As much as I say I’ve learned to stop taking things personally, the truth is that I still do. While I’ve gotten so much better at this in my day-to-day life, there are times I witness it happening, so I know you do too. And if you want to stop, you’re going to learn how in this episode. 

Taking things personally isn’t an objectively bad thing. We can choose to take everything in our lives personally if we want, but it often makes us feel upset, rejected, or offended, and if you’re here listening, you probably don’t want to be living your one precious life feeling this way. So, what’s the antidote? 

Tune in this week as I offer four questions we can ask ourselves about the decision to take things personally or not. These questions will help you evaluate what taking things personally means, where you might be doing it in your life, and what you can do to stop if you’re finding yourself easily bothered or wounded by other people. 

If you want to make 2022 a year to remember, you have to work with me! You can sign up for a free coaching session by clicking here. I promise that by June of this year, you’ll be a different person showing up to your life in a completely new way, and you’ll love every bit of it.


  • 4 questions we can ask ourselves about taking things personally. 
  • What it means to take something personally. 
  • Why I don’t believe it’s bad to take things personally. 
  • How it’s always your choice whether you take something personally or not. 
  • What you can do if you want to stop taking things personally. 




I am Kym Showers, and this is Reinvented After 40, episode number 25: Taking Things Personally.

Hey, friends. Welcome to Reinvented After 40, a podcast for all you women in the second half of life who are ready to take responsibility for your own wellbeing and create a life you love living.

I’m your host, Kym Showers, and after spending the first 40 years of my life people-pleasing and following all the rules, I was exhausted and ready for a change. I reinvented myself. I stopped outsourcing my happiness. And I’ve been brave enough to live a different kind of life.

I’ll be here each week to help you do the same thing. It’s gonna be fun. Let’s go.

Hey, guys, how are you? Welcome back to the show. What is going on over there? It is Presidents Day today. And Jeff doesn’t get that many days off, but he does get Presidents Day off, so he is living his best life. He’s actually up on the mountain right now taking a hike. I swam this morning. I know you’re going to maybe get tired of me talking about my swimming, but I am going to keep talking about my swimming. I have upped my swimming routine to three mornings a week from two mornings a week because I love it so much and I’m getting so much better and so much faster.

I have this little competition with myself every time I get in the pool, and I truly am getting faster, and getting better, and getting stronger, so, there you go. Also, so this is February and you’re going to be listening to this episode in March, the first week of March which also happens to be my 61st birthday and I love my birthday. I love celebrating. I love growing up. I love growing old. I love growing wise. I just love growing.

So, I’m looking forward to it and my family’s whisking me away to Santa Ynez for some wine tasting and a couple of fun meals. And an overnight stay at a little dreamy hotel. So, I’m super looking forward to that. And then also this week I’m headed up north for four days at my business mastermind. So, remember we met back in October for the first time, and this is our second in person meeting for the year. So, I’m really looking forward to that and been very challenging and inspired this week up there.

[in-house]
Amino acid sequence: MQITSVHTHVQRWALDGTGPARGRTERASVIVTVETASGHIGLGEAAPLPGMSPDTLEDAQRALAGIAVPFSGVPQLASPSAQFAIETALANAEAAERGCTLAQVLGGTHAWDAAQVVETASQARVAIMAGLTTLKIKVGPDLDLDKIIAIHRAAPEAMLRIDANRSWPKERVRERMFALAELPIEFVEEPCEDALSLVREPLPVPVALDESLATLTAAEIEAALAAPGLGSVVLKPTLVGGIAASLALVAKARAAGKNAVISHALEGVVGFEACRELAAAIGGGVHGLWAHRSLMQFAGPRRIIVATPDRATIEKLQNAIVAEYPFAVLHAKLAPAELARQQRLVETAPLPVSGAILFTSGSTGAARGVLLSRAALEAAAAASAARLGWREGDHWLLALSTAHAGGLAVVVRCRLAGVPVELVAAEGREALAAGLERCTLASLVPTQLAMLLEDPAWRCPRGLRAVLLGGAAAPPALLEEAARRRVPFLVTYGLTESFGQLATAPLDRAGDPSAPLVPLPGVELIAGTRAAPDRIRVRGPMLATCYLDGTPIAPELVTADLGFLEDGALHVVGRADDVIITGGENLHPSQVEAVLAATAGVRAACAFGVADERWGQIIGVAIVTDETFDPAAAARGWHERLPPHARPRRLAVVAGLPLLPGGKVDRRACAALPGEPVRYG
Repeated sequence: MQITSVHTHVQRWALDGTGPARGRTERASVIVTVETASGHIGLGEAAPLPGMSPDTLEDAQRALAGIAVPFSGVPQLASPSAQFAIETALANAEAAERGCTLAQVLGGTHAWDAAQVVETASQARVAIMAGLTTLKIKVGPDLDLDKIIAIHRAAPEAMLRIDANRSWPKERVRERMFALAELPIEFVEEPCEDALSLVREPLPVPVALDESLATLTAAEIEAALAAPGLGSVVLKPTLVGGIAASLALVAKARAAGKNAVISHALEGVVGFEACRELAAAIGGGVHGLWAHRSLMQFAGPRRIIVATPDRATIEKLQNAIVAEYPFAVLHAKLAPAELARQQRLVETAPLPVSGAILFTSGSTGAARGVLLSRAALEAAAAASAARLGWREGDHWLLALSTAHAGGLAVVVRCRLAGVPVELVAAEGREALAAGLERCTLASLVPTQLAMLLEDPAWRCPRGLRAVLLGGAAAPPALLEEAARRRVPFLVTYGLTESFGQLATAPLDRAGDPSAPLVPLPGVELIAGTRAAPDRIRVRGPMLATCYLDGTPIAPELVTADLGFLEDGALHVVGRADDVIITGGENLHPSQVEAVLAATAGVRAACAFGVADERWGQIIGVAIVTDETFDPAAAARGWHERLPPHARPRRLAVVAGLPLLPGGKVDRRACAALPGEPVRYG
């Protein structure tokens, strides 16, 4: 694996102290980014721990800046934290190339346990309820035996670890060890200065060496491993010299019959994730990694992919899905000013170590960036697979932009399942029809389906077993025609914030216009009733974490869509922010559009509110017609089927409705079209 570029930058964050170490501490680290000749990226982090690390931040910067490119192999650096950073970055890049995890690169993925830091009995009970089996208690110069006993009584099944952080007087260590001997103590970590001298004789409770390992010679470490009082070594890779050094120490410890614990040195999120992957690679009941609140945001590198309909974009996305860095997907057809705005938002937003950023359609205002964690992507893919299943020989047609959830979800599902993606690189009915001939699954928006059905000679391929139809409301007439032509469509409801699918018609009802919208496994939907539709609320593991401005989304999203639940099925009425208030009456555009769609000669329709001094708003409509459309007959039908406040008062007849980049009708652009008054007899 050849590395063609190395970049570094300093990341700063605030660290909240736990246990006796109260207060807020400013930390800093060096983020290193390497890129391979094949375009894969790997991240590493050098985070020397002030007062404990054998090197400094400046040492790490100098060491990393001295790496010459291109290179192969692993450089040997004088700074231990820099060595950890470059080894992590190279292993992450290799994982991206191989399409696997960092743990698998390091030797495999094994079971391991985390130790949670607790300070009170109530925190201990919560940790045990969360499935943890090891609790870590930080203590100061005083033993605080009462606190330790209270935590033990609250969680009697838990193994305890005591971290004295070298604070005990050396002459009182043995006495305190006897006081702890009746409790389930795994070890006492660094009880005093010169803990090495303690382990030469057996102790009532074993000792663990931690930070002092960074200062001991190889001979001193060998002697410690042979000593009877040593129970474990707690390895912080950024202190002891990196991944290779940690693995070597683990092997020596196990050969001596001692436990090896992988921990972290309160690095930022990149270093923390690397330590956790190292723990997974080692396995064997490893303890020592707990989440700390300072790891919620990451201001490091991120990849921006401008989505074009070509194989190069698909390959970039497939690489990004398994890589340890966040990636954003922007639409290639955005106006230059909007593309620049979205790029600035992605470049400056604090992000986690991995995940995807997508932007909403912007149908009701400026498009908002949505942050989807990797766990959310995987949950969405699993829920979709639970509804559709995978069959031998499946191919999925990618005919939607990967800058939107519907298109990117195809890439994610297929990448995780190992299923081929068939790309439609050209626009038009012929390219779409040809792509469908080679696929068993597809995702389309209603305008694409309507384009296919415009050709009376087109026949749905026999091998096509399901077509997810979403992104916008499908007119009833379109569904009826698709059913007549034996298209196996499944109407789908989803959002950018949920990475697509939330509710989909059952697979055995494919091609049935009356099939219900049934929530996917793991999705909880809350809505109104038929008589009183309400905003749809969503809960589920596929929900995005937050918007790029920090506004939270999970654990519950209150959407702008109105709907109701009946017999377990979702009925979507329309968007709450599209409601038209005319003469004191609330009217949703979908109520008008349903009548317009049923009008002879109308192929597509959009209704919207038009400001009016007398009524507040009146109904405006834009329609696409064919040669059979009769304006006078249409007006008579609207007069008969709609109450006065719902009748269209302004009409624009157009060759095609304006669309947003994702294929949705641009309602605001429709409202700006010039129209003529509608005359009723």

So anyways, that’s what’s going on over here with me. I hope you’re doing well and you’re growing as I am. And you’re just excited about life in general. So today let’s talk about taking things personally. Because this is a perfect follow-up to my last two episodes, Other People’s Opinions and Friendship Now. As much as I say I don’t take things personally, the truth is that I still do. I don’t want to take things personally and I’ve got so much better about not taking things personally but there are times I witness myself taking something personally and I know that you do too.

So, let’s talk about it. I came up with four questions that we can ask and answer today that I think will be useful to us. Question number one, what does it mean to take things personally? Number two, is it bad to take things personally? Number three, why do we take things personally? And question number four, what can we do to stop taking things personally if we want to?

So, to answer question number one I Googled, what does it mean to take things personally, that’s the easy answer. So, here’s Google’s definition of taking things personally as a verb, as an action. To interpret a remark or action as directed against oneself and be upset or offended by it. To be affronted, to be aggrieved, to be upset, to be indignant, to be offended. Feel hurt, feel insulted, take exception, take offence, take something amiss, take umbrage, regard something as a slight, take as an insult, be angry, be annoyed, be wounded, be insulted, be hurt, be disgruntled, be resentful, be put out.

So how about that? What it means to take things personally is when I interpret someone else’s remarks or actions as directed against me personally in a negative way. And then I react to that by getting upset, being offended, being put out, taking offence, being indignant, all those feelings as a reaction to taking something that someone else has done or said, personally. This is pretty clear. We all do it and know exactly what it all feels like.

I’m guessing there is a taking things personally spectrum from on one end of the spectrum never taking things personally to always taking things personally. And my guess is that most of us fall somewhere in between the extremes depending on the day, and the mood we’re in, and maybe how well we slept last night. So that’s what it basically means to take things personally. That answers our question number one.

Question number two, is it bad to take things personally? I say not at all because the truth is we’re humans and we’re wired to take things personally, whether they’re meant personally or not. We make other people’s words and actions mean something about us and we’re supposed to. It doesn’t mean that they are bad, or that we are bad, or that anything is wrong. It just means that we’re human and this is what humans do. It takes the pressure off of us if we can just accept this is what normal humans do.

Maybe you want to take something personally and that’s totally fine. You get to do whatever you want. In fact, I took something personally recently, and I decided I wanted to. I actually decided to be offended by it. And I decided to feel mad about it for one day. I gave myself 12 hours to be hurt, mad and offended about it and then I let it go. It was a beautiful, powerful experience. I didn’t react. I responded intentionally and honored myself and processed my feelings and then I let it go and I moved on. I was totally aware of what I was doing.